Tina Girouard, Carol Goodden and Gordon Matta-Clark in front of Food, 1971; Photo: Richard Landry with alteration by Gordon Matta-Clark. Courtesy Estate of Gordon Matta-Clark / David Zwirner, New York
The second edition of Frieze New York (10 – 13 May) will organize a special tribute to FOOD, the legendary restaurant opened in October 1971 by Gordon Matta-Clark and Carol Goodden in collaboration with other artists. This is a part of Frieze Projects paying homage to artist-run spaces and initiatives that have defined and transformed the cultural and artistic history of New York City. Below is an excerpt from Joan Simon’s interview with Carol Goodden in the exhibition catalogue “Gordon Matta-Clark: A Retrospective”, Museum of Contemporary Art, Chicago, 1985.*
Hiraki Sawa, Lineament, 2012. Video still. Courtesy the artist and James Cohan Gallery, New York
In May of 2012, London based Japanese artist Hiraki Sawa was invited for the artist-in-residence at The Art Gallery of Ontario (AGO) in Toronto. During his stay, M-KOS attended his talk and met him at his studio at AGO. A few audio notes were recorded in the course of our visits, and from these the following texts were gathered, to encapsulate some of the highlight of this exchange, which trace his artistic journey from early work to the more recent “Lineament” (2012), currently on view at James Cohan Gallery in New York (through 27 April)
Marcel Dzama, The Queen’s Ghost Vanish’d From Our Sight, 2013. Ink, gouache, and graphite on piano paper (2 scrolls) Courtesy of the artist and David Zwirner Gallery, NY/London
To underline Marcel Dzama’s current exhibition “Puppets, Pawns, and Prophets“ at David Zwirner in London until 11 May, M-KOS is posting once more its interview recorded with Dzama in 2011, when he visited Montreal for the screenings of his “A Game of Chess” (2011) and “Death Disco Dance” (2011) videos at POP festival. For this latest exhibition at Zwirner, Dzama shows new drawings, sculptures and videos that include “Death Disco Dance” as well as the more recent “Sister Squares” (2012), considered the sequel to his “A Game of Chess” video. In the following interview, although already one and a half years old, Dzama talks about how the making of Death Disco Dance, and the influence of Marcel Duchamp that is undoubtedly manifested in many of his work.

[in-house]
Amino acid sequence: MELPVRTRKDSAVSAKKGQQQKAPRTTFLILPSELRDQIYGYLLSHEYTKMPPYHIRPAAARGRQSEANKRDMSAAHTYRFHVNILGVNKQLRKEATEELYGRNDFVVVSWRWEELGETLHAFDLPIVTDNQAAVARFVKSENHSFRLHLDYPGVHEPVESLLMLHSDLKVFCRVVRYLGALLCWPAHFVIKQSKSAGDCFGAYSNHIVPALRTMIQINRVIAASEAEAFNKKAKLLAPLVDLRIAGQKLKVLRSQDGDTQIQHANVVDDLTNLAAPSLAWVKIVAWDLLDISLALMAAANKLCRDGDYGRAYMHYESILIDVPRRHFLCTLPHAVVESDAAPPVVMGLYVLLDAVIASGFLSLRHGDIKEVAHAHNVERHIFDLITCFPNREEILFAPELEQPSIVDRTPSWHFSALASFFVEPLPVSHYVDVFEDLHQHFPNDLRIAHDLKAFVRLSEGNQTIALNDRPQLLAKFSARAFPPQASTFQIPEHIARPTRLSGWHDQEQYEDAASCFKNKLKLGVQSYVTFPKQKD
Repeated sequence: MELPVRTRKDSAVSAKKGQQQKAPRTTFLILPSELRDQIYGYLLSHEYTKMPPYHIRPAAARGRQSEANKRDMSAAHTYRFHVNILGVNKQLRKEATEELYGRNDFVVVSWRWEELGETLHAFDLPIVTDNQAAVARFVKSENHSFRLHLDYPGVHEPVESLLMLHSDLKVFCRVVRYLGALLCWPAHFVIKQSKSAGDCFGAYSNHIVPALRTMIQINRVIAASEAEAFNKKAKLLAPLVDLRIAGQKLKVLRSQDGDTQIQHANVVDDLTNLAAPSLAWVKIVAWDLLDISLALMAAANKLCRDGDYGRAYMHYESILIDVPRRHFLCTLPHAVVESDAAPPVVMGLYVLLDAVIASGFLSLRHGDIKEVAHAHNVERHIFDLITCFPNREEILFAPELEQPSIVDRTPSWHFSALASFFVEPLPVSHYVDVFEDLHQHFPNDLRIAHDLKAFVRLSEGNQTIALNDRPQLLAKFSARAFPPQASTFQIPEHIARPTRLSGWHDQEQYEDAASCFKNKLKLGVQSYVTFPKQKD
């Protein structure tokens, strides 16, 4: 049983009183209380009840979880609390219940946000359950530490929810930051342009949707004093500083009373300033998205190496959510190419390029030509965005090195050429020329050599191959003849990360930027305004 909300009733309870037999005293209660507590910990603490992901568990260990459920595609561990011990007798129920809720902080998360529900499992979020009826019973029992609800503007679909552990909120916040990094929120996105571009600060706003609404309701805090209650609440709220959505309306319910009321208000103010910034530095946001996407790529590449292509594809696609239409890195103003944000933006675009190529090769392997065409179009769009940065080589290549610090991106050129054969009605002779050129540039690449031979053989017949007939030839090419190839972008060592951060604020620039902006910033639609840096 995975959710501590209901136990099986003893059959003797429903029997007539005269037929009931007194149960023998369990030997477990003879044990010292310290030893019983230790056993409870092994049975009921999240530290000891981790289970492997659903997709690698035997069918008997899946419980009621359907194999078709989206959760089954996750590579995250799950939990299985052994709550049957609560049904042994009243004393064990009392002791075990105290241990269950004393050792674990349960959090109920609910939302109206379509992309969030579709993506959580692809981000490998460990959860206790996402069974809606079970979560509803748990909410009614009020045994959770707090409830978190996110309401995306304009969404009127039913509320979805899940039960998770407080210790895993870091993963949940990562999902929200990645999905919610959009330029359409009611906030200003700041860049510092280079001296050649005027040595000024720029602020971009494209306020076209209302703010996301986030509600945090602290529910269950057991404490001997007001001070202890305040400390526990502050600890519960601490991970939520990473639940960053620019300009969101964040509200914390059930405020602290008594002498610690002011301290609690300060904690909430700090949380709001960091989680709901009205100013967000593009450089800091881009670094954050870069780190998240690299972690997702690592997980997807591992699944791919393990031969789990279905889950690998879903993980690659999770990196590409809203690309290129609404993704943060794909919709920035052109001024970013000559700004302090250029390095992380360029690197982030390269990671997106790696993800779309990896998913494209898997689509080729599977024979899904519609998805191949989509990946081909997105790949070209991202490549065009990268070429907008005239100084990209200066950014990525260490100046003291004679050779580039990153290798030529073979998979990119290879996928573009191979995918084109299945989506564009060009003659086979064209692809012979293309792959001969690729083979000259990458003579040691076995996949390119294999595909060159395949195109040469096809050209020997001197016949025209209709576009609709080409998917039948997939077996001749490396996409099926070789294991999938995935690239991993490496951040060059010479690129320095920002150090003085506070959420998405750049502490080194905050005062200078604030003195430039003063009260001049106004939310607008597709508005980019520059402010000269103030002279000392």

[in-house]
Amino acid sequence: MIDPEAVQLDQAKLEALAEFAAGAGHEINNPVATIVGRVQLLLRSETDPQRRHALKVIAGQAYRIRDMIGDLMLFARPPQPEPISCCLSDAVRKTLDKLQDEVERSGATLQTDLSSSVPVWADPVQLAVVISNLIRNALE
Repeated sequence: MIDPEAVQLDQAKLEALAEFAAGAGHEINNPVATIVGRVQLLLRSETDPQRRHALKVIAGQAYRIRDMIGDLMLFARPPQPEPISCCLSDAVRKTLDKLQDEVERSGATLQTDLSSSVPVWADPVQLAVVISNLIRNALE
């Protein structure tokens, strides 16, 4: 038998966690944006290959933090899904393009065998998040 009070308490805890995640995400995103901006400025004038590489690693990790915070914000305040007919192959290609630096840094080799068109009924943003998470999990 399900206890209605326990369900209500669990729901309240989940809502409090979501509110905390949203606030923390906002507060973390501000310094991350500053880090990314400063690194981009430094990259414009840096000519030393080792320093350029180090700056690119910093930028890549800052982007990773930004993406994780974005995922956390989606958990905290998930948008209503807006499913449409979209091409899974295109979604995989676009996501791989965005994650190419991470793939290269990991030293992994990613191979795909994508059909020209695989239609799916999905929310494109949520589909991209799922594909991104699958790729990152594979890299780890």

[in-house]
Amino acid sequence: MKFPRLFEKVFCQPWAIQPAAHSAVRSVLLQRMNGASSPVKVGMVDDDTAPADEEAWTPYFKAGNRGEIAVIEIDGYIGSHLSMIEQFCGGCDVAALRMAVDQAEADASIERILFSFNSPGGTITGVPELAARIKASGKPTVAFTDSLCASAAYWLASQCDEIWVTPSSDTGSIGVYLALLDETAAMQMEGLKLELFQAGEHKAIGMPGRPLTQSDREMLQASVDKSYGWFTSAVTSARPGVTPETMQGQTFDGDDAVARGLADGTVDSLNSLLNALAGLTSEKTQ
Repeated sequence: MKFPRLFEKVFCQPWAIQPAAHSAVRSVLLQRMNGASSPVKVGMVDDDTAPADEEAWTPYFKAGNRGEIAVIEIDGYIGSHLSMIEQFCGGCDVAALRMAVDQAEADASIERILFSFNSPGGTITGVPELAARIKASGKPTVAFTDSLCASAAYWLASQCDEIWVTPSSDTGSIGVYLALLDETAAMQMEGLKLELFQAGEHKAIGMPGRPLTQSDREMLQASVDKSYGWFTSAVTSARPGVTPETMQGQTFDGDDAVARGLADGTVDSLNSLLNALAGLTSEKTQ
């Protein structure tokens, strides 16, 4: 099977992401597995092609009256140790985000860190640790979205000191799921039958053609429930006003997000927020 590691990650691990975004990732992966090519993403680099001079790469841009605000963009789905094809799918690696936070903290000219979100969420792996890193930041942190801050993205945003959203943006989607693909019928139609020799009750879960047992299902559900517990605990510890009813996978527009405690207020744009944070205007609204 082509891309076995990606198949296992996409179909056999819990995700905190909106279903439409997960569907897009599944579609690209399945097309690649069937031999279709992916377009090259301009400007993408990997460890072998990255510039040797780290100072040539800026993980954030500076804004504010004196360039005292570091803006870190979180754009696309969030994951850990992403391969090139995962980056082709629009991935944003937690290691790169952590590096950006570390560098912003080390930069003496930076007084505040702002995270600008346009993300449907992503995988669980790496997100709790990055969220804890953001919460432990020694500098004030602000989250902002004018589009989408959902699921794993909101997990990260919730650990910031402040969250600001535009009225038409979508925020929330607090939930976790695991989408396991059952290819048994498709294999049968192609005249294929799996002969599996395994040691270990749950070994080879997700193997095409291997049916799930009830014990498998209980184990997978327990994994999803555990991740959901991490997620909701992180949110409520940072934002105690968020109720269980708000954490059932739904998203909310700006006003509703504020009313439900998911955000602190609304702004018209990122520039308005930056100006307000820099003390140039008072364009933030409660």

Maria Stenfors with the work by Julia Pfeiffer, Animal Vessel (Figure of the Thinkable), 2013. Photo: M-KOS
Maria Stenfors inaugurated in April 2010 her eponymous gallery in East Central London, and for the last three years, her space has steadily grown to present an innovative program of artists. Her gallery has now been chosen by ArtInfo as one of the Top 10 space of the Art13 London art fair, which launched its first edition last March. During our recent visit to London, M-KOS took the opportunity to interview Maria Stenfors herself.